Fight Back Against Colon Cancer: Colorectal Cancer Seminar
Colorectal cancer is the third most common cancer diagnosed in men and women in the United States. It is the second leading cause of death in men and third leading cause of cancer-related deaths in women in the U.S. The good news is colorectal cancer is also highly treatable when caught early, and in some cases, even preventable. Here’s what you need to know to protect yourself.
TAKE AN ACTIVE APPROACH
According to Ali Mahmood, M.D., a board-certified colorectal surgeon with Houston Methodist Surgical Associates, being aware of the signs of colorectal cancer can make all the difference when it comes to your health.
“Paying attention to just a few areas can dramatically cut your risk of colon cancer as well as improve your overall health,” he said.
Here are some specific steps he recommends.
Add more vegetables, legumes, fruits and whole grains to your plate to cut fat and boost fiber intake.
“Studies show that fiber helps by keeping the digestive process moving so cancer causing wastes spend less time in the colon,” Mahmood said.
Take a 30-minute walk just three times a week to help lower your risk significantly, and reduce your risk for other diseases.
Limit your alcohol intake to no more than two drinks a day — drinking more than that may contribute to your risk of getting cancer.
Take steps to stop smoking, which plays a role in 30 percent of all cancers
EARLY DETECTION IS KEY
“Everyone should get screened for colon cancer at age 50,” Mahmood urged. “If you’re at high risk, talk to your doctor about possibly getting screened earlier and more often.”
You may be at higher risk if you:
- Have a family history of colon cancer
- Have a family or personal history of polyps
- Suffer from ulcerative colitis or Crohn’s disease
- Eat a high-fat, low-fiber diet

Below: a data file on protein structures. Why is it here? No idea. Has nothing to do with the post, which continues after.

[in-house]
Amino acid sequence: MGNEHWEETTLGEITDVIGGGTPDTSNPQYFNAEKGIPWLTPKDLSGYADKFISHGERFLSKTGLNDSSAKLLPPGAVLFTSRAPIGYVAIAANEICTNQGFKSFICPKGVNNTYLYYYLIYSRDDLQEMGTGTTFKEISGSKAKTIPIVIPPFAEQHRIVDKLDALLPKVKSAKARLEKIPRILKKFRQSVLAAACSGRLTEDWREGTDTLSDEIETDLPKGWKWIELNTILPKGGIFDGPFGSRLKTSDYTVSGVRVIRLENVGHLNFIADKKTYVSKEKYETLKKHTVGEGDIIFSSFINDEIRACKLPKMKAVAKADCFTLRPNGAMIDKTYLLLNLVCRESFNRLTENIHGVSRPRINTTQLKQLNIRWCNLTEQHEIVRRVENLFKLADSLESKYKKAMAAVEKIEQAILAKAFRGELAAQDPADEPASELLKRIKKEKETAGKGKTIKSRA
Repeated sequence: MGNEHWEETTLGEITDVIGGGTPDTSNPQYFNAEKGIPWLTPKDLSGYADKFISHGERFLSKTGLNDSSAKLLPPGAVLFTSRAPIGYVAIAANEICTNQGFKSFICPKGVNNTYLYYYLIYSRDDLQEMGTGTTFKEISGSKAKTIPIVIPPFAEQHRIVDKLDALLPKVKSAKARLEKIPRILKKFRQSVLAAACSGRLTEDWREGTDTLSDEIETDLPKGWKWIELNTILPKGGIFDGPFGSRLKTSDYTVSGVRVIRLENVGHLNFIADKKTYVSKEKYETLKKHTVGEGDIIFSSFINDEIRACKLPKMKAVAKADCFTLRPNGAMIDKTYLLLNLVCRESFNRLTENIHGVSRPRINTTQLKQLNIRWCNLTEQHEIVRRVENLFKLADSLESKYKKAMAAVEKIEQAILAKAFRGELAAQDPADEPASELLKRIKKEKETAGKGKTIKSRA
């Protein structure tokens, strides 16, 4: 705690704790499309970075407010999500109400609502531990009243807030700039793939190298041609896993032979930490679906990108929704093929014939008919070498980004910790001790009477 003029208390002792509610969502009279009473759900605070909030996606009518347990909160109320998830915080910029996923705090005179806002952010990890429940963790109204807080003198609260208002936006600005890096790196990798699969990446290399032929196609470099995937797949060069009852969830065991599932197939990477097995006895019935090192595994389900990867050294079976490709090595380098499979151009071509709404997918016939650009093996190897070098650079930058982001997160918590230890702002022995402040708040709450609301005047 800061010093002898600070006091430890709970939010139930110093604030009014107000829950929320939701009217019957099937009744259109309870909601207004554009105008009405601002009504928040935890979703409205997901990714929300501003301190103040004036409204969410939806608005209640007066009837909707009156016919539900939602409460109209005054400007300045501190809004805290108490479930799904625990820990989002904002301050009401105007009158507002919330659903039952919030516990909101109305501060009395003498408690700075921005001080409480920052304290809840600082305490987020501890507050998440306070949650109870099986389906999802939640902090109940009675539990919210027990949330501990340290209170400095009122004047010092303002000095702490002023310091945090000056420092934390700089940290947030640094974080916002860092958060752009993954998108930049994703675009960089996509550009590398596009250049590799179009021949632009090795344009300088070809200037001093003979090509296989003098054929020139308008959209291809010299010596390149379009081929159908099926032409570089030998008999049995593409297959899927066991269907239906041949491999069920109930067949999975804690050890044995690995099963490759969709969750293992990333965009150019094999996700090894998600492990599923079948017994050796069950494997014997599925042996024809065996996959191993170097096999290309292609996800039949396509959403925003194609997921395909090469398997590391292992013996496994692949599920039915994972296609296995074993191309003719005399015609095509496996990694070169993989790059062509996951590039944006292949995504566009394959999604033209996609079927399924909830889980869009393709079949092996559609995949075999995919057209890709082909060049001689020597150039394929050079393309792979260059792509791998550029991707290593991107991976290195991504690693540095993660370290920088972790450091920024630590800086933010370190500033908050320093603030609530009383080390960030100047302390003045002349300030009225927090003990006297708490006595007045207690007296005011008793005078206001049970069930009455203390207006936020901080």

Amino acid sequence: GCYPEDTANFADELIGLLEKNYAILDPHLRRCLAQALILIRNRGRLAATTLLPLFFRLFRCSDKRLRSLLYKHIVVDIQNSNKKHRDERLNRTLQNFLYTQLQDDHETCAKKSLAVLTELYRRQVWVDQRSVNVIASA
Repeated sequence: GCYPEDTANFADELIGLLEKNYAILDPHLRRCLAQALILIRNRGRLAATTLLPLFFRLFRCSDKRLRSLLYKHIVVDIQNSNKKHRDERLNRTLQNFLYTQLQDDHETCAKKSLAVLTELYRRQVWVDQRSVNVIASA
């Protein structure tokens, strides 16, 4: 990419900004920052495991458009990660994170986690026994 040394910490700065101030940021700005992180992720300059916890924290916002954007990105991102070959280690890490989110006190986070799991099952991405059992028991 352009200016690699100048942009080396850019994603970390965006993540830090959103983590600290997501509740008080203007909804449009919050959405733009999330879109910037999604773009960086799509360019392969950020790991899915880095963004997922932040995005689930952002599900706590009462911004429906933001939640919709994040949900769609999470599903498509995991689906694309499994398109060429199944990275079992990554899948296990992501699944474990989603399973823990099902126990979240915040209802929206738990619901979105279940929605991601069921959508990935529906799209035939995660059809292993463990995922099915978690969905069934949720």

- Are 50 or older
A colonoscopy is the gold standard.
“During a colonoscopy, your doctor looks inside the colon using a special camera (colonoscope) that can diagnose and treat polyps when they are detected,” Mahmood said. “People who get screened regularly greatly reduce their risk of developing colorectal cancer.”
Ensure early detection by reporting any of the following symptoms to your doctor:
- Rectal bleeding
- Blood in the stool
- A change in bowel habits, including diarrhea and constipation
- Unexplained weight loss
- Anemia (low blood count)
To request an appointment with Ali Mahmood, M.D., with Houston Methodist Surgical Associates, call 281.242.3300. For more information about Houston Methodist Sugar Land Hospital, visit houstonmethodist.org/sugarland. Visit our Facebook page at fb.com/methodistsugarland for the latest news, events and information.
COLORECTAL CANCER SEMINAR
One in 20 people will be diagnosed with colon cancer, and it is the one cancer that can be prevented through regular screenings. Join Ali Mahmood, M.D., colorectal surgeon, and Nitesh Vachhani, M.D., gastroenterologist, on Thursday, March 22 at 6 p.m. in our Brazos Pavilion Conference Center to learn more about colorectal cancer and take home a free colorectal cancer screening kit. Registration is required. Register at events.houstonmethodist.org/colorectal-sl or call 281.274.7500.